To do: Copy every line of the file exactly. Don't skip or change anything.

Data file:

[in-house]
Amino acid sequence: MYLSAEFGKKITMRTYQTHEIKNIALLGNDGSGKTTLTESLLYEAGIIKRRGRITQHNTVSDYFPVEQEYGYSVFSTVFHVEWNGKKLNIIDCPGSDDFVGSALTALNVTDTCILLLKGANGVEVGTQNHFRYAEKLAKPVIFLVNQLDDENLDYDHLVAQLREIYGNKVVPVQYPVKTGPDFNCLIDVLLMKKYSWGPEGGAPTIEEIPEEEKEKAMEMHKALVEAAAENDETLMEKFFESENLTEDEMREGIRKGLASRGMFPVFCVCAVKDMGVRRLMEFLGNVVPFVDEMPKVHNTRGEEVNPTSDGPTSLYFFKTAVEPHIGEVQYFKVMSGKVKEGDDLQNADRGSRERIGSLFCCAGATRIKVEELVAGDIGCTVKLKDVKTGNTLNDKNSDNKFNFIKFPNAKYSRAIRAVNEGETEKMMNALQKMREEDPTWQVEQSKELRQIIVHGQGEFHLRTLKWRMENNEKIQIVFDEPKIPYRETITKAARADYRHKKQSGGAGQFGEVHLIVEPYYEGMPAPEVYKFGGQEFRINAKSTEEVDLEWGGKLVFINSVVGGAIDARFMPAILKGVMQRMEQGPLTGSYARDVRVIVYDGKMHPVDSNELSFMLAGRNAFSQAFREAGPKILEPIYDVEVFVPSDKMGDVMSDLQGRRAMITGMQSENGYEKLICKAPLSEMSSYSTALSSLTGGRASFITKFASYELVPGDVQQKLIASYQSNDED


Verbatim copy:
[in-house]
Amino acid sequence: MYLSAEFGKKITMRTYQTHEIKNIALLGNDGSGKTTLTESLLYEAGIIKRRGRITQHNTVSDYFPVEQEYGYSVFSTVFHVEWNGKKLNIIDCPGSDDFVGSALTALNVTDTCILLLKGANGVEVGTQNHFRYAEKLAKPVIFLVNQLDDENLDYDHLVAQLREIYGNKVVPVQYPVKTGPDFNCLIDVLLMKKYSWGPEGGAPTIEEIPEEEKEKAMEMHKALVEAAAENDETLMEKFFESENLTEDEMREGIRKGLASRGMFPVFCVCAVKDMGVRRLMEFLGNVVPFVDEMPKVHNTRGEEVNPTSDGPTSLYFFKTAVEPHIGEVQYFKVMSGKVKEGDDLQNADRGSRERIGSLFCCAGATRIKVEELVAGDIGCTVKLKDVKTGNTLNDKNSDNKFNFIKFPNAKYSRAIRAVNEGETEKMMNALQKMREEDPTWQVEQSKELRQIIVHGQGEFHLRTLKWRMENNEKIQIVFDEPKIPYRETITKAARADYRHKKQSGGAGQFGEVHLIVEPYYEGMPAPEVYKFGGQEFRINAKSTEEVDLEWGGKLVFINSVVGGAIDARFMPAILKGVMQRMEQGPLTGSYARDVRVIVYDGKMHPVDSNELSFMLAGRNAFSQAFREAGPKILEPIYDVEVFVPSDKMGDVMSDLQGRRAMITGMQSENGYEKLICKAPLSEMSSYSTALSSLTGGRASFITKFASYELVPGDVQQKLIASYQSNDED